Maryland v. Louisiana

PETITIONER: Maryland
RESPONDENT: Louisiana
LOCATION: Home of George Summers

DOCKET NO.: 83 ORIG
DECIDED BY: Burger Court (1975-1981)
LOWER COURT:

CITATION: 451 US 725 (1981)
ARGUED: Jan 19, 1981
DECIDED: May 26, 1981

ADVOCATES:
Eugene Gressman - for the defendant
Frank J. Peragine - for intervenor Pipeline Companies
Robert G. Pugh, Jr. - for the defendant
Stephen H. Sachs - for plaintiff States
Stuart A. Smith - for United States

Facts of the case

Question

Media for Maryland v. Louisiana

Audio Transcription for Oral Argument - January 19, 1981 in Maryland v. Louisiana

Warren E. Burger:

The Court will hear arguments first this morning in case of the State of Maryland against the State of Louisiana, an original jurisdiction case.

Mr. Sachs, you may proceed whenever you are ready.

Stephen H. Sachs:

Thank you very much Mr. Chief Justice, and may it please the Court.

This original action challenges the validity of Louisiana's First-Use Tax on natural gas and its companion measures that comes to the Court on exceptions, the two reports of the Special Master.

In his report of May 14, 1980, the Special Master recommended among other things that the Court grant the motions to intervene of the United States of the seventeen pipeline companies and of the State of New Jersey.

In his report of September 15, 1980, he recommended denial of Louisiana's motion to dismiss and denial of the eight plaintiff States' motion for judgment on the pleading.

With the Court's permission, I would like to discuss the operation of the statutory scheme with particular emphasis on its facial and intended discrimination against interstate commerce.

Next, the Solicitor General speak to the scheme's interference with the authority of the Federal Energy Regulatory Commission and finally, Mr. Peragine, on behalf of the pipelines will speak to their motion to intervene as well as to certain Commerce Clause issues.

May it please the Court, this Court some 30 years ago, in Dean Milk Company v. Madison recognized that a state statute which would be clearly invalid which -- and I quote the Court artlessly disclosed and a valid purpose to discriminate against interstate commerce.

This, we respectfully suggest to the Court, is such a case and it falls even more squarely within this Court's recent precedence of Boston Stock Exchange against the New York Tax Commission and the City of Philadelphia against New Jersey.

Because, Your Honors, nothing emerges more clearly from the 115 pages of legislative history which you have before you and from the statutory scheme itself, than the compulsive concern of Louisiana to export this tax.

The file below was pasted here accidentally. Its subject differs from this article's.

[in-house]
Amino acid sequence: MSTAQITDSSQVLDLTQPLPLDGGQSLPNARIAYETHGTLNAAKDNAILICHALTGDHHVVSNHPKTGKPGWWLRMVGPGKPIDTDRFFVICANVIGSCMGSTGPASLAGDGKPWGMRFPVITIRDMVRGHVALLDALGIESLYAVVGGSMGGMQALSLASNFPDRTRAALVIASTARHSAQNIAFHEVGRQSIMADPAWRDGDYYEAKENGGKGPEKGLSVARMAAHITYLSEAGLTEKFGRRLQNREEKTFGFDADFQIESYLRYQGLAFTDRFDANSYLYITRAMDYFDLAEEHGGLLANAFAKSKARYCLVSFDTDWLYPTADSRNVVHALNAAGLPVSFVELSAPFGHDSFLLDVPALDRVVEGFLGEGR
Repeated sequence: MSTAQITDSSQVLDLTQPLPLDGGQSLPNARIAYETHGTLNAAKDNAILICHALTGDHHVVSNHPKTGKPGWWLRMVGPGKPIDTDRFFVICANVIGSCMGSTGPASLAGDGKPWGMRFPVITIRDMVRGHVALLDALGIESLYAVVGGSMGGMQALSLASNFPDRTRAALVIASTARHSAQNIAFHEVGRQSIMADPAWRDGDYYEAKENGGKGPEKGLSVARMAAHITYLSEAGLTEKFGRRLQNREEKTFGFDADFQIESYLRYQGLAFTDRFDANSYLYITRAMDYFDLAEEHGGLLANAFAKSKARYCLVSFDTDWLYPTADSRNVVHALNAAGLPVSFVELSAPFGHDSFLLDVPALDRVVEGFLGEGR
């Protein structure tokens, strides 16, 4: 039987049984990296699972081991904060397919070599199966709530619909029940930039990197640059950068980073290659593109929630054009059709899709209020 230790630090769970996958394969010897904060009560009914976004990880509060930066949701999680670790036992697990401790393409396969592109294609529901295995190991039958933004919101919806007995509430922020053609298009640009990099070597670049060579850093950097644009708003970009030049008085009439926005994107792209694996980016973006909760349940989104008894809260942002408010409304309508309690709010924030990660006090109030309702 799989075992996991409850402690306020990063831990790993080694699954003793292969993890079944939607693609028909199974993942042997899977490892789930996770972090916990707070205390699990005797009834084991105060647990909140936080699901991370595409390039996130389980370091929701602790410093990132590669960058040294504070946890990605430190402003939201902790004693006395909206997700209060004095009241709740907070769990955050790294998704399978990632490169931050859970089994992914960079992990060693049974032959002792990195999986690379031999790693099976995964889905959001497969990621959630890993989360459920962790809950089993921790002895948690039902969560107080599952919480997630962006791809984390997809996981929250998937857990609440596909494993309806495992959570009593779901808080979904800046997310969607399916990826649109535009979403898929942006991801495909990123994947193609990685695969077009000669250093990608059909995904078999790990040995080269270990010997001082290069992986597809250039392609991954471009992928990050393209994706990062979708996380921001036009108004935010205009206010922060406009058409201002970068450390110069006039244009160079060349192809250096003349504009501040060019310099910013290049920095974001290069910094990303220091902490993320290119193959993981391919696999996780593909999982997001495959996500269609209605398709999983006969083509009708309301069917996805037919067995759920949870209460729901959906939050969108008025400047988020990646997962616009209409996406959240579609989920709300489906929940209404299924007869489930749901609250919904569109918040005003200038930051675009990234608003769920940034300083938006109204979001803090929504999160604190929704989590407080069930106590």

William H. Rehnquist:

General Sachs.

Stephen H. Sachs:

Yes sir.

William H. Rehnquist:

Before you get to the so-called merits of the case, is it your opinion that Illinois -- Illinois versus Milwaukee completely overruled Ohio versus Wyandotte?

Stephen H. Sachs:

No, Your Honor, it is not our opinion that Illinois against City of Milwaukee overrules Ohio against Wyandotte nor as our opinion that this case is controlled by this Court's disposition of the application for reasons of jurisdiction in Arizona against New Mexico.

Those cases, Your Honor, were not exclusive within the exclusive jurisdiction of this Court.

Both the Illinois case and the Ohio case were cases within the original jurisdiction but not controlled -- not controlled by Section 1251 of the Judiciary Act, which gives this Court exclusive jurisdiction.

Furthermore, may I say, Your Honor that this case is far from the kind of case that impacts the common law notions of nuisance as involved in one of those cases.

It's far from the kind of case that impacts scientific testimony and scientific evidence that would have been required as Mr. Justice Harlan, I think, said in the Ohio case with Mr. Justice Douglas perhaps in the Illinois case.

This is a case which impacts 30 states of this union and which test whether or not one state at the time of energy crisis can, in what we claim to be flagrant violation of the original principles of the Commerce Clause, can impose its will on other states.

And so, Your Honor, for both jurisdictional reasons, as well as prudential reasons, we think this case is radically different from both the Ohio case and the Illinois case.

And may I also add, Your Honor, if I may, that in Arizona against New Mexico, there is not the slightest suggestion that we can find that the suggestion of whether or not the states can get an alternative hearing in some other forum is in any way overruled.

And it's worth to point out, I think, Your Honor, that here, we can go no place else.

There is no other forum where Maryland or her sister states who are plaintiffs can be heard and so for all those reasons, Your Honor, we feel that this case is quite properly here.

William H. Rehnquist:

Maryland is (Inaudible)

Stephen H. Sachs:

We are here in both capacities Your Honor.

William H. Rehnquist:

I realize that.

Stephen H. Sachs:

And we -- and I make the same assertion in both capacities.

We are here very much like Pennsylvania.

It was here some 50 years ago in a suit against West Virginia in which very similar contentions were being made when one state thereby, by simply cutting off supply, was having impact on the State and it citizens.